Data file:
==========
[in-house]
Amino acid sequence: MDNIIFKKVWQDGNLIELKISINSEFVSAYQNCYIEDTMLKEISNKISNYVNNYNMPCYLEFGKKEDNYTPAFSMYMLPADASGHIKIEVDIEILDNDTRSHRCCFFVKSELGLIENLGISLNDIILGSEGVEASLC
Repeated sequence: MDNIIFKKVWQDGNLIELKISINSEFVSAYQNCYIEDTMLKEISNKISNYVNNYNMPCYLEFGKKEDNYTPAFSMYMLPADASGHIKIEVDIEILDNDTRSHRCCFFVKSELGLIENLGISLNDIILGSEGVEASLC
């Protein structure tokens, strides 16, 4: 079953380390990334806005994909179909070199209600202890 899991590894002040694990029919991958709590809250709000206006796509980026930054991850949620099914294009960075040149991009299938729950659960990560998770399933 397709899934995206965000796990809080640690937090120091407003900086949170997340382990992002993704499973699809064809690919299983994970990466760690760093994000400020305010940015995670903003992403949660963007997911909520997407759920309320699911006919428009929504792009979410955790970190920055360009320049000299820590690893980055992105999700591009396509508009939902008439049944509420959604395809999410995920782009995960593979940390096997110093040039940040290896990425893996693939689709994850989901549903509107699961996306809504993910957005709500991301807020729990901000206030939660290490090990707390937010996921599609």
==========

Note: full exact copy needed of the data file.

[in-house]
Amino acid sequence: MDNIIFKKVWQDGNLIELKISINSEFVSAYQNCYIEDTMLKEISNKISNYVNNYNMPCYLEFGKKEDNYTPAFSMYMLPADASGHIKIEVDIEILDNDTRSHRCCFFVKSELGLIENLGISLNDIILGSEGVEASLC
Repeated sequence: MDNIIFKKVWQDGNLIELKISINSEFVSAYQNCYIEDTMLKEISNKISNYVNNYNMPCYLEFGKKEDNYTPAFSMYMLPADASGHIKIEVDIEILDNDTRSHRCCFFVKSELGLIENLGISLNDIILGSEGVEASLC
């Protein structure tokens, strides 16, 4: 079953380390990334806005994909179909070199209600202890 899991590894002040694990029919991958709590809250709000206006796509980026930054991850949620099914294009960075040149991009299938729950659960990560998770399933 397709899934995206965000796990809080640690937090120091407003900086949170997340382990992002993704499973699809064809690919299983994970990466760690760093994000400020305010940015995670903003992403949660963007997911909520997407759920309320699911006919428009929504792009979410955790970190920055360009320049000299820590690893980055992105999700591009396509508009939902008439049944509420959604395809999410995920782009995960593979940390096997110093040039940040290896990425893996693939689709994850989901549903509107699961996306809504993910957005709500991301807020729990901000206030939660290490090990707390937010996921599609």